Public safety greatly enhanced with road improvements

A new roundabout at Lodge Road and Bottom Wood Lake roads is open for business.

  • Sep. 10, 2012 6:00 p.m.

Traffic didn’t let up as the ribbon was cut to open the new roundabout at Lodge and Bottom Wood Lake roads.

Safety for pedestrians in the Lodge Road transportation corridor in Lake Country took a drastic turn for the better this week with the completion of significant traffic upgrades designed to increase pedestrian safety.

The $1.5-million capital project includes a new roundabout at Lodge Road and Bottom Wood Lake Road, bike lanes, sidewalks and a pedestrian bridge at Vernon Creek.

The official unveiling came nearly three years after the tragic death of George Elliot student Josie Evans in the same area.

“The community has suffered some tragic pedestrian fatalities in recent years which have served to galvanize our community in supporting efforts to improve the safety of transportation routes—particularly for vulnerable users,” said Greg Buchholz, District of Lake Country operations manager. “We are very happy today to cut the ribbon on a project that improves safety for pedestrians, cyclists, transit and vehicle traffic and which connects residential neighborhoods to schools and parks.”

Following Evans’ death the Lake Country Rotary Club began selling arm bands and making them available at George Elliot school in an attempt to improve visibility of pedestrians.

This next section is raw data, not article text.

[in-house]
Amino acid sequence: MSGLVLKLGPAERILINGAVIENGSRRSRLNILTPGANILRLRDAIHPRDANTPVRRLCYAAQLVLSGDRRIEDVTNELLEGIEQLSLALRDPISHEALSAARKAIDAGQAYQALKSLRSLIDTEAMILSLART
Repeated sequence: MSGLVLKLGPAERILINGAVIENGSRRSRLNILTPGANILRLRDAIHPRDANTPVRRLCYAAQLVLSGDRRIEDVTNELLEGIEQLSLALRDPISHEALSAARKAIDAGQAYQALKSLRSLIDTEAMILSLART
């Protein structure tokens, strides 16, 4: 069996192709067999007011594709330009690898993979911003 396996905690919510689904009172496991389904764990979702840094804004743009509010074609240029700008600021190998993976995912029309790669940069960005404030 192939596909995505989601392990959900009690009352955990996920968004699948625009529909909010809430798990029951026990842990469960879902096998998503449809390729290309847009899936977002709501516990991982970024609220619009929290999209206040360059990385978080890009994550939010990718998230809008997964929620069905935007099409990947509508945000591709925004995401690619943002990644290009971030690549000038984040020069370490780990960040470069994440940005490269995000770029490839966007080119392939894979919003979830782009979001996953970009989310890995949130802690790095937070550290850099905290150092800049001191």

Rotary club director Monika Jatel said the new traffic corridor is a huge step forward in public safety.

“This is a very good thing, improvements to safety are so necessary in a community,” said Jatel. “Many of us remember the tragic death of Josie. The Rotary club took an initiative to focus on pedestrian safety and purchased arm bands to make pedestrians more visible. The club continues to work with the district to make arm bands available to students and residents.”

Funding for the Lodge Road transportation corridor came from several levels of government including ICBC and the federal government’s gas tax fund. It’s part of Lake Country’s long-term road improvement plans to provide an enhanced network and safer transportation corridors for all users.

“We’re starting to make a difference,” said Lake Country Mayor James Baker. “It’s going to be a slow process. Will it be perfect? No. But we are here working as hard as we can. This is one of the first steps, with more to come, in building a vibrant and active community.

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